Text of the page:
Laura shouts out for support as 5,000-mile challenge gets underway
Laura Cartmill, from Brixham in Devon, has set herself the mammoth challenge of walking 5,000 miles in 500 days and is now calling out to supporters to help her raise much needed funds for a charity close to her heart.
The 30-year-old, who suffers from autism and a rare eye condition called aniridia, set herself the arduous task last summer, with the aim of raising as much money as possible for bereaved children’s military charity, Scotty’s Little Soldiers.
So far, Laura has completed 1,880 miles, walking 10 miles a day, and is hoping to complete the remaining 3,120 miles before the end of the year.
With a variety of government restrictions coming in to play over the last year, Laura has found the challenge incredibly difficult, but still describes it as one of the best things she’s ever done.
“I’m really happy with how my challenge is progressing, I’m walking 10 miles every day, and my quickest time to date is 3 hours and 2 minutes. Lockdown has certainly made it more difficult as it means I have to stay local, but it has been great fun.”
Now that her challenge is underway, Laura is hoping more people will get behind her and help to raise much needed funds for children and young people who at such a young age have already experienced so much.
“By supporting me, you’re helping hundreds of children all over the country who have lost a parent who served in the Armed Forces. The last year has been difficult for everyone, particularly the children Scotty’s supports, so I’m hoping my challenge will either inspire people to do something similar or donate.”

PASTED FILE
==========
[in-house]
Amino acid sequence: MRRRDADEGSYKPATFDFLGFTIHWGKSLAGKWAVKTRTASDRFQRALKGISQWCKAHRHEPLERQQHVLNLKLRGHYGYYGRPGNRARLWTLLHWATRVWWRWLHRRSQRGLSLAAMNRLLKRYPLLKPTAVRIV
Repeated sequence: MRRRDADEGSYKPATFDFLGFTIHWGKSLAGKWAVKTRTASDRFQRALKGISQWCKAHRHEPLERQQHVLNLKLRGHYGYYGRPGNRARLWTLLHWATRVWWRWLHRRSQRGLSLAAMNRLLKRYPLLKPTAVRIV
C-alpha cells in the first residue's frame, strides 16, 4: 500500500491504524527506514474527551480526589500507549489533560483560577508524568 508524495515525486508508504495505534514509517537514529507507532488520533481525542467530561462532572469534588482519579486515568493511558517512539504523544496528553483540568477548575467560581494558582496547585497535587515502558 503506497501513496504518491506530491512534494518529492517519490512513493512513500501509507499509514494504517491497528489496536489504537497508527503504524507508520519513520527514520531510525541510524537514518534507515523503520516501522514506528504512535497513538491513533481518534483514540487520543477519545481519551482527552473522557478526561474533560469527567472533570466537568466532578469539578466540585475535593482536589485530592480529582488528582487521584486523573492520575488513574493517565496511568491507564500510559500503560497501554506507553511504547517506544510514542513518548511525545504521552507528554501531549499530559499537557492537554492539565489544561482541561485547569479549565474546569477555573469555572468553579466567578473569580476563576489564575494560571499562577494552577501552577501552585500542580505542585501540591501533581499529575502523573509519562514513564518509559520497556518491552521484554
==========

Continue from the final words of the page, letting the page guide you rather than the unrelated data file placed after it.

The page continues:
Scotty’s Little Soldiers, which was set up in 2010 by war widow Nikki Scott, offers integral support to children and young people who have experienced the death of a parent who served in the Armed Forces.
Nikki saw the devastating impact the death of her husband, Corporal Lee Scott, in 2009 had on their two young children and wanted to help others in the same situation.
The charity does lots of things to support its members, including providing access to the very best emotional health and wellbeing care, offering outstanding development opportunities through a range of activity and educational grants, and Scotty’s helps put smiles back on those brave faces by organising events, providing respite breaks, posting them birthday and Christmas presents and remembering the anniversary of their parent’s death.
Over the last year, the charity has had to adapt to the current climate and has been using modern technology to arrange exciting virtual events and activities to engage with its members, ensuring them that in uncertain times such as these they are not alone. They’ve also been providing a high volume of wellbeing support to families who are suffering from enhanced anxiety and other problems due to the current health crisis.
Like the children supported by the charity, Laura knows only too well how difficult it can be to overcome life’s challenges. She said:
“I like to be active and support other people. My condition means I have no iris in either eye which makes my eyes very sensitive. I also have autism but continue to encourage other people who have been through difficult challenges to do anything they want to do. It’s important to remember that anything is possible!”
“Laura is such an inspiration, her attitude of anything is possible is so powerful, and as well as raising money, I have no doubt that she’ll inspire many more people to do the same thing. We’re delighted she has chosen Scotty’s as her charity and every penny she raises will go a long way in helping us to continue to deliver a high level of support to hundreds of bereaved Forces children, at a time when they need it the most. The current pandemic is difficult for everyone, and it’s tough for our members who already face challenges. Having experienced the death of a parent they are always on high alert, so continued funding means we can support them and reinforce that they are not going through this alone.”